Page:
I don't quite know how the Israeli Film Academy chooses the films that best represent the current state of their film industry but I am shocked that last year The Syrian Bride was not selected as their official Oscar entry. The spectacular cinematography, the beautiful soundtrack, and most importantly the impeccable acting (the Syrian Bride's father Hammed/Makram Khoury absolutely stole my heart) should have granted this film a substantially better exposure. While not a masterpiece breaking new boundaries The Syrian Bride is quite possibly the best Israel has produced in a very long time.
In 2004 The Syrian Bride was nominated for 7 Israeli Film Academy Awards including Best Film, Best Director (Eran Riklis), Best Actor (Makram Khoury), and Best Actress (Hiam Abbass). The film also won the Audience Award at the Locarno Film Festival and the FIPRESCI Prize, Grand Prix des Ameriques Award, the People's Choice Award, and the Prize of the Ecumenical Jury during the Montreal World Film Festival.
Official Film site and trailer:
How Does the DVD Look?
Presented in its original aspect ratio of 2.35:1 and enhanced for widescreen TV's this Canadian produced DVD looks very good. I do not see any signs of heavy digital manipulation and as far as I am concerned the print has been flagged properly. Colors are deep and vibrant, contrast is handled very well, and there is no print damage that I was able to spot. Overall, a great looking DVD which does this beautiful film justice.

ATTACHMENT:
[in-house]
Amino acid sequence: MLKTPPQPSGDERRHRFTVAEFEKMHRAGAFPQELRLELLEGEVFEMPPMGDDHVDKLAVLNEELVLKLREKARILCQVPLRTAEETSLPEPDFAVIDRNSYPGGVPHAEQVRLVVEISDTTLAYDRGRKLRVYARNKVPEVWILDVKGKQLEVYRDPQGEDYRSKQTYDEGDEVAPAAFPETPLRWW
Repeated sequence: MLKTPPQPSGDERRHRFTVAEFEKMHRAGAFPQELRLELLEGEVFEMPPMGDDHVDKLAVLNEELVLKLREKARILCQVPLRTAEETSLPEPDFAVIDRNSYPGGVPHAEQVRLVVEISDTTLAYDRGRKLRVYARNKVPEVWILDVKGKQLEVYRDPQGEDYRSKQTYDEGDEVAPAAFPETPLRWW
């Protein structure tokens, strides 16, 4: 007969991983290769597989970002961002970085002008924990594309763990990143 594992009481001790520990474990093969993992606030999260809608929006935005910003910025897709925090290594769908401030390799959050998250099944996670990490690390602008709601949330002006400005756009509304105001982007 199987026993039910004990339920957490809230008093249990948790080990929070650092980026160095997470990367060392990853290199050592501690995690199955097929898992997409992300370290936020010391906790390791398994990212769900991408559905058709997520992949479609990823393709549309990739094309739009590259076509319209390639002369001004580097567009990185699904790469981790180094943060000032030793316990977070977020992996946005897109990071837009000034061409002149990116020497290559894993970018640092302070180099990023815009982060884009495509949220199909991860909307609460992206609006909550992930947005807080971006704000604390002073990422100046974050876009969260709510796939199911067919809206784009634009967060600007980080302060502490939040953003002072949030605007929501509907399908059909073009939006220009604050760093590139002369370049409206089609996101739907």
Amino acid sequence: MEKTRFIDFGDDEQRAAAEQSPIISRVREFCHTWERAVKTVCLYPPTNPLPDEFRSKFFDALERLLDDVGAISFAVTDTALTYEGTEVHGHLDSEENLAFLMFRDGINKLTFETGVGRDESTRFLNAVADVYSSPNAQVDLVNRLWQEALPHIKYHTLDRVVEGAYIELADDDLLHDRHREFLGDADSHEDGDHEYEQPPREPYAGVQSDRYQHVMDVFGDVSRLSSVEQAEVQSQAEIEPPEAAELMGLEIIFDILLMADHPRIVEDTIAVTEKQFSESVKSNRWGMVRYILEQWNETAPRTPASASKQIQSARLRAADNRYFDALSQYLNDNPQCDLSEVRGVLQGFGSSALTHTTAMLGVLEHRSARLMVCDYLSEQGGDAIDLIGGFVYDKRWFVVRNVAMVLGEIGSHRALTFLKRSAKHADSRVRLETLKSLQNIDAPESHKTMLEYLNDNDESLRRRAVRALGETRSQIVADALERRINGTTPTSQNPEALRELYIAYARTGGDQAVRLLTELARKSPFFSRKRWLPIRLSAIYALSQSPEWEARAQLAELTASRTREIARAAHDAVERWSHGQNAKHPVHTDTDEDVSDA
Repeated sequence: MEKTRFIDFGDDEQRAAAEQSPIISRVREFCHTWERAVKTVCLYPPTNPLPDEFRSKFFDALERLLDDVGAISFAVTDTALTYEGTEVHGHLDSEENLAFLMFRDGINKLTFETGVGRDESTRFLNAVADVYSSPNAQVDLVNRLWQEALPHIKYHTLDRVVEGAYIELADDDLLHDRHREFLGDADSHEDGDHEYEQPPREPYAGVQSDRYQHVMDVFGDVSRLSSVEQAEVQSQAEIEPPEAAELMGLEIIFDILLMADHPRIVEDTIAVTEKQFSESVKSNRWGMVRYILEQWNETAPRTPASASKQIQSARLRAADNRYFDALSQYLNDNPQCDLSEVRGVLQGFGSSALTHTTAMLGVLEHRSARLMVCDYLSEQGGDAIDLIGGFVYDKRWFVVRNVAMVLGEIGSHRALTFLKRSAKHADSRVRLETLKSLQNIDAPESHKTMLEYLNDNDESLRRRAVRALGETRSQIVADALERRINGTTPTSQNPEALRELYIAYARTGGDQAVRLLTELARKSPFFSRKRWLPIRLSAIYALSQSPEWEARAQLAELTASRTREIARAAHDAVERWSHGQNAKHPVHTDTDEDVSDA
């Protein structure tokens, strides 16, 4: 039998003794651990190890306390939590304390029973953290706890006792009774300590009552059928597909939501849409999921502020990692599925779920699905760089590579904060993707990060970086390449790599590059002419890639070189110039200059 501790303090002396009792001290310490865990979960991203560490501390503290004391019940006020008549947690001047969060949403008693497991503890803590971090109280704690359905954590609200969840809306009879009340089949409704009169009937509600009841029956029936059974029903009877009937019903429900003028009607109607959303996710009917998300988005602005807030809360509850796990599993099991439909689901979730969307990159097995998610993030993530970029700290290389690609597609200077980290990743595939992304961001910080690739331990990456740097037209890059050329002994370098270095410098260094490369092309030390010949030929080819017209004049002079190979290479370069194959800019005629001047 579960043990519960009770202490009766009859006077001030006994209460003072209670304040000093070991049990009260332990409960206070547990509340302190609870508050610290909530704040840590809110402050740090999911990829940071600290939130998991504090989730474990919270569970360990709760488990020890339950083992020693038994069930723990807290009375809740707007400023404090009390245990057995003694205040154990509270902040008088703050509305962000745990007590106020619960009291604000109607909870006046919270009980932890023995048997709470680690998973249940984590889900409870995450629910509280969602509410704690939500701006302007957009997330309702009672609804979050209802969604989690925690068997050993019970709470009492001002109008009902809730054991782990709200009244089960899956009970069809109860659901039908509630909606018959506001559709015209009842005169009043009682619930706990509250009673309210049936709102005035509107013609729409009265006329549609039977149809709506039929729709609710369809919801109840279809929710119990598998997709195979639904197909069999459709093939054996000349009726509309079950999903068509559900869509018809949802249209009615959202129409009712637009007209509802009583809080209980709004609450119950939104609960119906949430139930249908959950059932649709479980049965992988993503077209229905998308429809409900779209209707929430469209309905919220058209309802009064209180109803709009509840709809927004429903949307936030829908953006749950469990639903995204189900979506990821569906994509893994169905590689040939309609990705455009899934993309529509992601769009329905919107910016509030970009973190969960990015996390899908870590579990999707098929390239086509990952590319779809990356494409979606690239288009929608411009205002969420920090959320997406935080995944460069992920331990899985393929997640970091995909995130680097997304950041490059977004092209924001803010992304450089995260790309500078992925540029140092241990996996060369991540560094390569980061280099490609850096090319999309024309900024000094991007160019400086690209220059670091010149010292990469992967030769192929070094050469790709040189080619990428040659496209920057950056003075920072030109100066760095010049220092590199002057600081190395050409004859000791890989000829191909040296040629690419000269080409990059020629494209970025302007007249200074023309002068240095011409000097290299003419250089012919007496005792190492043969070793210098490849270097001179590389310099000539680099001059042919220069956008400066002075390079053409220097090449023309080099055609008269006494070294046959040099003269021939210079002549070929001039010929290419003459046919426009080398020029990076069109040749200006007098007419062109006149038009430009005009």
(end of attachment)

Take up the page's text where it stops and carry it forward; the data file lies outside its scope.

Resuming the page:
How Does the DVD Sound?
Presented with its original Dolby Digital Arabic track (with portions of French, English, Russian, and Hebrew) the audio quality is indeed very good. It would have been great if the distributors would have opted for a more elaborate mix but I am more than satisfied with the result. Listen to the haunting music of this film…it truly is magnificent!!
With optional white French and English subtitles.
In addition to a very good audio/video presentation The Syrian Bride also offers some very exciting extras. There is an insightful "Making Of" where we learn about the filming process as well as the numerous edits the rough film cut underwent. The director of the film also speaks about his special affection for features where everything clicks-from music to acting to cinematography. A large portion of the extra is in Hebrew and could be viewed either with English or French subtitles. Next, there is a great commentary with the director of the film Eran Riklis (in English) and Karen Durbin from the New York Times where the director walks us through the history of the region. If you know very little about the film as a whole this commentary is terrific as it gives a great look at the history of a conflict which still rages on. Last but not least there is the theatrical trailer for The Syrian Bride and a short info page about the Canadian-based distrib Mongrel Media.
What a beautiful, beautiful film!! Eran Riklis has managed to capture the splendor of a region known for its controversial history in a manner I haven't witnessed in too many Israeli films. But I am saddened to see that instead of recognizing this spectacular picture with an Oscar nod the Israeli Film Academy went on to support more "socially-relevant" projects. What a missed opportunity, this film has it all.